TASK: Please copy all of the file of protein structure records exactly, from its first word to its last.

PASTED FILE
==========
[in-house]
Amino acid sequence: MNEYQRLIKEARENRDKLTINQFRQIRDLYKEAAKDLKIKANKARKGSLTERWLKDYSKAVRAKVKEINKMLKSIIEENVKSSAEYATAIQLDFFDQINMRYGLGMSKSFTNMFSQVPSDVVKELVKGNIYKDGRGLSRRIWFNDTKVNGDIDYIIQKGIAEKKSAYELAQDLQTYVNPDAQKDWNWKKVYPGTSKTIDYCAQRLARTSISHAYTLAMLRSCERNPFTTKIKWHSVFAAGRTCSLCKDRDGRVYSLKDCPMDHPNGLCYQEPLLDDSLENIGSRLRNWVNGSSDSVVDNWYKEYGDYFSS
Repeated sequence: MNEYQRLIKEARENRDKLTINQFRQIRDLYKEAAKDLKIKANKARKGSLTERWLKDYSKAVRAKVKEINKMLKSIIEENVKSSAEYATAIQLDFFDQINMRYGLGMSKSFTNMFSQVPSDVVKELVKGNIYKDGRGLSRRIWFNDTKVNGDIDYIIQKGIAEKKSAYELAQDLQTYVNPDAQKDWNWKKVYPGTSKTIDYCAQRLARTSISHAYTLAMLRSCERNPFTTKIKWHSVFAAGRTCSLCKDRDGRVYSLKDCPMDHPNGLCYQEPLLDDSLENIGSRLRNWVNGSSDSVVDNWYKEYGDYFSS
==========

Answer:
[in-house]
Amino acid sequence: MNEYQRLIKEARENRDKLTINQFRQIRDLYKEAAKDLKIKANKARKGSLTERWLKDYSKAVRAKVKEINKMLKSIIEENVKSSAEYATAIQLDFFDQINMRYGLGMSKSFTNMFSQVPSDVVKELVKGNIYKDGRGLSRRIWFNDTKVNGDIDYIIQKGIAEKKSAYELAQDLQTYVNPDAQKDWNWKKVYPGTSKTIDYCAQRLARTSISHAYTLAMLRSCERNPFTTKIKWHSVFAAGRTCSLCKDRDGRVYSLKDCPMDHPNGLCYQEPLLDDSLENIGSRLRNWVNGSSDSVVDNWYKEYGDYFSS
Repeated sequence: MNEYQRLIKEARENRDKLTINQFRQIRDLYKEAAKDLKIKANKARKGSLTERWLKDYSKAVRAKVKEINKMLKSIIEENVKSSAEYATAIQLDFFDQINMRYGLGMSKSFTNMFSQVPSDVVKELVKGNIYKDGRGLSRRIWFNDTKVNGDIDYIIQKGIAEKKSAYELAQDLQTYVNPDAQKDWNWKKVYPGTSKTIDYCAQRLARTSISHAYTLAMLRSCERNPFTTKIKWHSVFAAGRTCSLCKDRDGRVYSLKDCPMDHPNGLCYQEPLLDDSLENIGSRLRNWVNGSSDSVVDNWYKEYGDYFSS